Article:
The article about legality of CBD in last Friday’s Enterprise (Sept. 11) brought into focus the confusing, ambiguous laws around this product of hemp, which is a type of marijuana. CBD differs from the THC chemical in that it does not give the user a “high,” but is medically useful in pain relief. I thank Leeanna Ellis for excellent reporting of the legal issues with CBD purchase and use. However, the legal interpretations and enforcement brings questions:
Why are CBD products openly sold in Douglas County, and presumably used by residents in Douglas County yet are illegal in Washington County?
Why cannot someone in Washington County who is near the end of life with a painful disease be able to obtain a drug that is known to be helpful?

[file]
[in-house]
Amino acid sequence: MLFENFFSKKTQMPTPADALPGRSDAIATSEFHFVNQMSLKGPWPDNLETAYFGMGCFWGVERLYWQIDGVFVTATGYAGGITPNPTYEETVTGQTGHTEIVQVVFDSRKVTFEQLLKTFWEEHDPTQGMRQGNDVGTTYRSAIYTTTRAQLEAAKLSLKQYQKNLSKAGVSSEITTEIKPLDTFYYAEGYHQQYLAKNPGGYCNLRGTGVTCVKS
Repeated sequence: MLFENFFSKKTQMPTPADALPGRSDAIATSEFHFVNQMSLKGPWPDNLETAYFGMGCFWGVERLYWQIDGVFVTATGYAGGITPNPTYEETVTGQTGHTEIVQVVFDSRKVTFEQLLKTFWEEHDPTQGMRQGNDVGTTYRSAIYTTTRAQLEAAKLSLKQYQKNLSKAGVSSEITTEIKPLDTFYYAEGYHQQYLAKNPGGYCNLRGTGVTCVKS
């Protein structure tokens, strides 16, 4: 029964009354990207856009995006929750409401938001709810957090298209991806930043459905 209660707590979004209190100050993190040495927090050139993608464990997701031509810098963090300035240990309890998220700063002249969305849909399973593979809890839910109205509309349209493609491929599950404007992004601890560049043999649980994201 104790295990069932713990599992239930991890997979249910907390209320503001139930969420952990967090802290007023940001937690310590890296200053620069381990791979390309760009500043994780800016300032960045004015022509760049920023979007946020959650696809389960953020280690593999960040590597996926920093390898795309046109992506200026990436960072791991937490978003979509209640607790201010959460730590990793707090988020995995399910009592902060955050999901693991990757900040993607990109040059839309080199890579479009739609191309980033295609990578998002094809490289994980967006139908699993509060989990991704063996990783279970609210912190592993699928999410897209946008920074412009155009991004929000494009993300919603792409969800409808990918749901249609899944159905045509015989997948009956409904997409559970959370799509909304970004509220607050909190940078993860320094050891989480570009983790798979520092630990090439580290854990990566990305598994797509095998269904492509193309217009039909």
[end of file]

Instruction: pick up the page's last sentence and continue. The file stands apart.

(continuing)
I understand that physicians cannot prescribe this drug which is a “controlled substance” for fear of losing their license. Yet I could walk into a store in Omaha and buy it with no questions.
I think that the more conservative approach would be to allow physicians the legal authority to prescribe this substance to be purchased through a pharmacy. (Of course, going through a pharmacy would no doubt increase cost of the CBD drug.)